Bishop: Word of God, Eucharist essential to Mass

Bishop: Word of God, Eucharist essential to Mass

Cubao Bishop and Malolos Apostolic Administrator Honesto F. Ongtioco led the Institution to the Ministry of Lectors and the Ministry of Acolytes of 9 lectors and 9 acolytes at the Immaculate Conception Major Seminary (ICMAS), July 10, 2018. IUBILAEUM MULTIMEDIA

By Kendrick Ivan B. Panganiban

July 18, 2018

GUIGUINTO, BULACAN

Giving a homily during the Institution to the Ministry of Lectors and the Ministry of Acolytes at the Immaculate Conception Major Seminary (ICMAS), Cubao Bishop and Malolos Apostolic Administrator Honesto F. Ongtioco explained how the two lay ministries are symbolic of the two essential parts of the Mass: the Word of God and the Eucharist.

Addressing 9 new lectors, the prelate said, “The Word of God is a responsibility given to the lectors as they are to be bearers of God’s presence in the Word.”

Dedication to the Word

He noted that because families and individuals “no longer see the Word of God clearly in their lives,” it is the lectors’ “dedication not only to read but to proclaim the Word that we may be able to bring the light of Christ to others.”

Moving on to explain the role of acolytes, who are tasked to assist in the celebration of the Eucharist, Ongtioco told 9 new acolytes: “We are taught that we must always be enriched by the Body and Blood of Christ. Therefore we must strive to commit ourselves to go to Church for Mass, to be filled with the nourishing power of the Eucharist. It is by this that we are able to live God’ love to others.”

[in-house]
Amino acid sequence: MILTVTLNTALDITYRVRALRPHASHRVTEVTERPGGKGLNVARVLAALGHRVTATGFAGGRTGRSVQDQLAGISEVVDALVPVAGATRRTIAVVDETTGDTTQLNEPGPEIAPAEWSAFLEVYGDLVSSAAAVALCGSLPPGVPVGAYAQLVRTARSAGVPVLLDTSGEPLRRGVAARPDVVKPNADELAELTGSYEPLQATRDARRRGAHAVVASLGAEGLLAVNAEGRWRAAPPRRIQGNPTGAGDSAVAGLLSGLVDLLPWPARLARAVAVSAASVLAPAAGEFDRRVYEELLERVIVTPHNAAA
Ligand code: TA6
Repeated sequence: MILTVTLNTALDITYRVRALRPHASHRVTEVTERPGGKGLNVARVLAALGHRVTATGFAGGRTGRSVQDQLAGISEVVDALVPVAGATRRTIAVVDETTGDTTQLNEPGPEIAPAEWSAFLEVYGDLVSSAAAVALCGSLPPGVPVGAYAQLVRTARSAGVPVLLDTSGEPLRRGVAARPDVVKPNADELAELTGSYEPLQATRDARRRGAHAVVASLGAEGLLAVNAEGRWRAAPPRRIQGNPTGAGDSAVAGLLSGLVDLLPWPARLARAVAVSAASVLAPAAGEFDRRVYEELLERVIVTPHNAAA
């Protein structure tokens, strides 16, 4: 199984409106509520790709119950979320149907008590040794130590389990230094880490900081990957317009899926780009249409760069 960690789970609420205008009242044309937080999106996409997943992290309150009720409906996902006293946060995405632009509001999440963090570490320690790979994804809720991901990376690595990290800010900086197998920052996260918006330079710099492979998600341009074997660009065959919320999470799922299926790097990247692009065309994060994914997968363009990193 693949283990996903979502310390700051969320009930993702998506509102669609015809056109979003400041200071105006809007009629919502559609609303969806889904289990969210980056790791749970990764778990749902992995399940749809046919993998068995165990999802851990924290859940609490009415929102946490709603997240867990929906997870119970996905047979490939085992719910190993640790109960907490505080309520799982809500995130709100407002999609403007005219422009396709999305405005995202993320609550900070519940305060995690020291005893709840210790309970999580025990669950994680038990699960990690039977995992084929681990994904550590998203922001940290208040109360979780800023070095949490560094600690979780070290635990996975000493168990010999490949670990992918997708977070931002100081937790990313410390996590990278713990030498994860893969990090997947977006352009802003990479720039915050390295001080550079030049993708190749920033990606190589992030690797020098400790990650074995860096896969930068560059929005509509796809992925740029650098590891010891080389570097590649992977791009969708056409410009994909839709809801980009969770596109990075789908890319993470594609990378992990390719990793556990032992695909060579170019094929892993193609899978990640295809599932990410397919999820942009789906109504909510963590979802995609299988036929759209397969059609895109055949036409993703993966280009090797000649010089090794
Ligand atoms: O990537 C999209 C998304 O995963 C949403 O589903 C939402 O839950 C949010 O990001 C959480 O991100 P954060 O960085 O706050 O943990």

Held at the Immaculate Conception Theologate Chapel of the seminary on July 10, the celebration of the Holy Eucharist and the Rite of Institution to Ministries was also graced by the seminary formation team from the Dioceses of Malolos and Antipolo.

Permanent lay ministries

Since the reform of the minor orders to lay ministries by Pope Blessed Pope Paul VI in 1972, through the instruction motu proprio Ministeria Quaedam, the ministries of lectors and acolytes have been conferred upon seminarians during their theological studies in preparation for ordination to the priesthood.

Through these ministries, seminarians are called to serve in the liturgical celebrations as part of their spiritual and pastoral formation.

These ministries are also permanent in nature, in light of the seminarians’ training in Holy Orders, in contrast with lay ministries in parishes that are temporary, due to their assistance bound within the parish territory and by annual renewal of commitment through a rite of installation officiated by the parish priest.